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Southport Reporter®

Edition No. 215

Date:- 22 August 2005

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Free Baby on Board Stickers for Families in the North West

AS families across the UK set off on the long summer holiday drive, carrentals.co.uk is offering free Baby on Board signs to help with safety and are offering families across the North West the chance to receive a free Baby on Board sign for their car as part of the company's Family Active campaign.

With the UK home to some of the busiest and most congested roads in Europe, a growing number of parents are choosing additional safety alerts to help protect their children. The carrentals.co.uk initiative will now provide Baby on Board signs free to families across the UK throughout the summer holiday period.

Andrew Stevens, managing director of carrentals.co.uk, said:- "Driving a car is something most of us do on a daily basis but no matter how many years experience we have it's all too easy to forget basic road rules. By offering these stickers to families across the country we hope to remind road users to drive with extra care and attention, particularly over the summer months when many families will be taking long journeys."

Designed to stick on the back windscreen of the car, the signs can easily be removed for use in different vehicles. The Family Active campaign is designed to make it easier for families to get out and about over the summer holidays, with the website offering tips and ideas for entertainment and travel over the coming months. Also available are special offers at attractions around the country, free map downloads of 56 walks across the UK and free audio book downloads with Audible.co.uk. 

For more information on Family Active or to apply for a Baby on Board sticker visit:- www.carrentals.co.uk/familyactive and apply online. One sticker per family, subject to availability.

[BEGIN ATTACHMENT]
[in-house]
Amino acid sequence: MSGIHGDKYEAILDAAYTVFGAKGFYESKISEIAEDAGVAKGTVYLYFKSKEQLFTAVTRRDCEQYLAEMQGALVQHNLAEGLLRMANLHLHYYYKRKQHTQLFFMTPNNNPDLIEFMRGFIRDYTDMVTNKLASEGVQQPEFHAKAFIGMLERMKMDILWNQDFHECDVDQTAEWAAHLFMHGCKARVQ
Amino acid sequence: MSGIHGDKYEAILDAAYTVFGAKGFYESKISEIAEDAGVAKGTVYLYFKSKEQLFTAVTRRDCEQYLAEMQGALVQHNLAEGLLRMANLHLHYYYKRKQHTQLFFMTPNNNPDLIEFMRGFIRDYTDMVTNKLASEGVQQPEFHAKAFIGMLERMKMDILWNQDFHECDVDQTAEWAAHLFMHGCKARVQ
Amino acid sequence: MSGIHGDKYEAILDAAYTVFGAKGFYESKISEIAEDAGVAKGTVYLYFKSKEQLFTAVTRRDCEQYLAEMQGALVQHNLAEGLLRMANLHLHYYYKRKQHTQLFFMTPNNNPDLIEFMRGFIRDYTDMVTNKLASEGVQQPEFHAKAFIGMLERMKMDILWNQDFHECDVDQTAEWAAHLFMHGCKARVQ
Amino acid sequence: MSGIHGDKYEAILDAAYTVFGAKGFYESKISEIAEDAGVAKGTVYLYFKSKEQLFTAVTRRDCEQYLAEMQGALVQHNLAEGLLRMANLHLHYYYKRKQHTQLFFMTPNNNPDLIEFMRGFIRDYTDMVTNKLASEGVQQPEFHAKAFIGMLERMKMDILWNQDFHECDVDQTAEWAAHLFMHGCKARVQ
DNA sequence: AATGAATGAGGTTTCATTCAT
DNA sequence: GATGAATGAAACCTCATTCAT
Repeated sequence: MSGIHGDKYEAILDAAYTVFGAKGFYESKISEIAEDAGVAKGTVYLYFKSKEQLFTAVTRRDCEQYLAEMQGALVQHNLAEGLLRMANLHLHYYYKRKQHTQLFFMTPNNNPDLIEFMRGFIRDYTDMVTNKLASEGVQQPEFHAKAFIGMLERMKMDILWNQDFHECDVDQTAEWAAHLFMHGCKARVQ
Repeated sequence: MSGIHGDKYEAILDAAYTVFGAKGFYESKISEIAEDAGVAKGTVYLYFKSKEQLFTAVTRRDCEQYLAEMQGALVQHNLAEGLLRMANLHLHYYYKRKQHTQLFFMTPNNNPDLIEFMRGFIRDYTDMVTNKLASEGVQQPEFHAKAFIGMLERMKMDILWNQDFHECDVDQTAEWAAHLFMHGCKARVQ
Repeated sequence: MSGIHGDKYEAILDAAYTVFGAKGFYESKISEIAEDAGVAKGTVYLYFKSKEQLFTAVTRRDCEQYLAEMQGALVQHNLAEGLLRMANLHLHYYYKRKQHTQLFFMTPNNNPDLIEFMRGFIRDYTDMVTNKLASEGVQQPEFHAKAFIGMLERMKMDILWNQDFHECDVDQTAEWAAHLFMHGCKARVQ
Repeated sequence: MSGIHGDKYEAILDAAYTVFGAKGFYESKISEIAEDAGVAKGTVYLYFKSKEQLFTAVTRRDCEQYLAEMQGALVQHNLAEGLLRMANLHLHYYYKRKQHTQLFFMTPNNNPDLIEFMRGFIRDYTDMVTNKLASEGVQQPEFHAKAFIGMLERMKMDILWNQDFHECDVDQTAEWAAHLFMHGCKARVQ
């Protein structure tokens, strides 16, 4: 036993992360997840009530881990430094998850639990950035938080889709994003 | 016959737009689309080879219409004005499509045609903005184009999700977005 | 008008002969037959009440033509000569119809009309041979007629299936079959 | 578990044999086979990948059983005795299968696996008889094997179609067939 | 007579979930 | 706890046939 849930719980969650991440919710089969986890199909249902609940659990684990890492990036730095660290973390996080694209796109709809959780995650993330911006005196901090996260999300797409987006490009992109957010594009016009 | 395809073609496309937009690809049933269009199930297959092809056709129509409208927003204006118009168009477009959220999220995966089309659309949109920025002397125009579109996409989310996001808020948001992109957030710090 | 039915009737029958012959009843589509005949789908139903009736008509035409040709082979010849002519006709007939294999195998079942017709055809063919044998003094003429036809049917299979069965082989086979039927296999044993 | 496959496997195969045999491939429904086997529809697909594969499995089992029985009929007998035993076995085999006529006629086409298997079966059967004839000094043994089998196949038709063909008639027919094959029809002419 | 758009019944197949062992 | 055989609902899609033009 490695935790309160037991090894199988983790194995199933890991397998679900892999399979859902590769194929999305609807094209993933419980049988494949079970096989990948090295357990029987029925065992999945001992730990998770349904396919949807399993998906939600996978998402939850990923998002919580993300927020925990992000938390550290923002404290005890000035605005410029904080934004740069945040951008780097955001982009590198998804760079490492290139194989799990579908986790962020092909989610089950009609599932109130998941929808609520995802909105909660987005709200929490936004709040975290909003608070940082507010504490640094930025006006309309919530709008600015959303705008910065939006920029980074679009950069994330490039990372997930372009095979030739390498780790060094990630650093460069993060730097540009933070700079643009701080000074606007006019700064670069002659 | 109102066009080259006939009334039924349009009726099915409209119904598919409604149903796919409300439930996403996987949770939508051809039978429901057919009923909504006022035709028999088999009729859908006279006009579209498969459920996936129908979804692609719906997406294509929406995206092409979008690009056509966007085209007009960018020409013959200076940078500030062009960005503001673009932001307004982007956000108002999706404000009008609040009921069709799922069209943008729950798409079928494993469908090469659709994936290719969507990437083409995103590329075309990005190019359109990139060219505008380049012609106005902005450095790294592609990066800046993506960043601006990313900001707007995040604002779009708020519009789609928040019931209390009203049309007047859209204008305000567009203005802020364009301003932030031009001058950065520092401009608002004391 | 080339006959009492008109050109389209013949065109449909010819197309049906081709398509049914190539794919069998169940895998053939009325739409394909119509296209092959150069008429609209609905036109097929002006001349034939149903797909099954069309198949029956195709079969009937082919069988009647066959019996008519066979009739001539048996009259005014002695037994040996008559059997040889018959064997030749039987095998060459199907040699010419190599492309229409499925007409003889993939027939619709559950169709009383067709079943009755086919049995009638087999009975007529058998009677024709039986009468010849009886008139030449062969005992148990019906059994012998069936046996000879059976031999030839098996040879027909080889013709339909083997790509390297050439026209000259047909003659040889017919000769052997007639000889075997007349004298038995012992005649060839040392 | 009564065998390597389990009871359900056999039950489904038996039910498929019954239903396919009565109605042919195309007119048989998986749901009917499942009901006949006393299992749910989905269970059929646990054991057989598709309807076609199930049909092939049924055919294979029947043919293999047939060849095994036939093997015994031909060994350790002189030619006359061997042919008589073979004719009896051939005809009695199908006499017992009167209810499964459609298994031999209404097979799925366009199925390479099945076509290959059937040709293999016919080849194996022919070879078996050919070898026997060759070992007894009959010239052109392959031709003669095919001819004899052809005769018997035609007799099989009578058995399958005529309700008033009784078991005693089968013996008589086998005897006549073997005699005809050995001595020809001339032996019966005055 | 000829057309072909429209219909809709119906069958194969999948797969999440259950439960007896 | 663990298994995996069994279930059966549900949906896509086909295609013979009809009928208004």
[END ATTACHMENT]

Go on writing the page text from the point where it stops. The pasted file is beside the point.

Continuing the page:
VIOLENCE...IT'S NOT OK!

YOUNG OFFENDERS are saying "NO!" to violence in a series of hard-hitting  radio adverts. The It's Not OK project looks at all types of violence but the radio adverts focus on alcohol-related aggression in particular. This part of the project, delivered by the Ariel Trust, follows work in schools around different types of aggression including racial and media violence.

Creative Education Manager Gaynor Wright from the Liverpool Culture Company is overseeing the project. She said:- "Being able to talk about violence in the safe environment of the radio studio has really made a life-changing difference in the young people taking part."

Negotiations are taking place with radio stations to get the moving adverts broadcast to as wide an audience as possible. Sarah is a young offender involved in the project. She started off being frightened of talking into a microphone and sat in the corner of the room. Now her self confidence has risen massively and she has recorded her story in advert format. She said:- "I hope that telling my story helps other people. A few months ago if I was going out, I would be binge drinking, but now I control how much I drink and the space of time I do it in. I feel like I've achieved something, that no one else I know has done. I would like to do a radio course to carry on with this."

Liverpool City Council executive member for culture, Cllr Warren Bradley said:- "Work like this is engaging young people who are all tarred with the same brush and hopefully making them think about not only the consequences of their sometimes violent actions, but also how being victims of violence left them to commit crime in the first place."

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